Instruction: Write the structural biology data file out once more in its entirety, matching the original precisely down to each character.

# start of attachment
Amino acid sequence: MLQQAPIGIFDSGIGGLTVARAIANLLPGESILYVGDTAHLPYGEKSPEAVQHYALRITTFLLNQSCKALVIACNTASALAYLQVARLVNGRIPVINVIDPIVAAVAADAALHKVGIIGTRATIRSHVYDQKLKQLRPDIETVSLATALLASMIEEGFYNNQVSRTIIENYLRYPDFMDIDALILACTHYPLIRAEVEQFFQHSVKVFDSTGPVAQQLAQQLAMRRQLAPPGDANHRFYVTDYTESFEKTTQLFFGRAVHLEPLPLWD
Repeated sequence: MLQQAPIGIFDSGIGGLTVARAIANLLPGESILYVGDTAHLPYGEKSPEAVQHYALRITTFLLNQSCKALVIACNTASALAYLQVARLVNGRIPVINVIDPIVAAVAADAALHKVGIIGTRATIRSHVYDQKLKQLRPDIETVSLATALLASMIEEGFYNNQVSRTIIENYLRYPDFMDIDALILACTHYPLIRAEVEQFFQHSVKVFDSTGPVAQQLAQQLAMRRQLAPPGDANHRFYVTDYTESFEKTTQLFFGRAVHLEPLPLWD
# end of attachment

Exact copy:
Amino acid sequence: MLQQAPIGIFDSGIGGLTVARAIANLLPGESILYVGDTAHLPYGEKSPEAVQHYALRITTFLLNQSCKALVIACNTASALAYLQVARLVNGRIPVINVIDPIVAAVAADAALHKVGIIGTRATIRSHVYDQKLKQLRPDIETVSLATALLASMIEEGFYNNQVSRTIIENYLRYPDFMDIDALILACTHYPLIRAEVEQFFQHSVKVFDSTGPVAQQLAQQLAMRRQLAPPGDANHRFYVTDYTESFEKTTQLFFGRAVHLEPLPLWD
Repeated sequence: MLQQAPIGIFDSGIGGLTVARAIANLLPGESILYVGDTAHLPYGEKSPEAVQHYALRITTFLLNQSCKALVIACNTASALAYLQVARLVNGRIPVINVIDPIVAAVAADAALHKVGIIGTRATIRSHVYDQKLKQLRPDIETVSLATALLASMIEEGFYNNQVSRTIIENYLRYPDFMDIDALILACTHYPLIRAEVEQFFQHSVKVFDSTGPVAQQLAQQLAMRRQLAPPGDANHRFYVTDYTESFEKTTQLFFGRAVHLEPLPLWD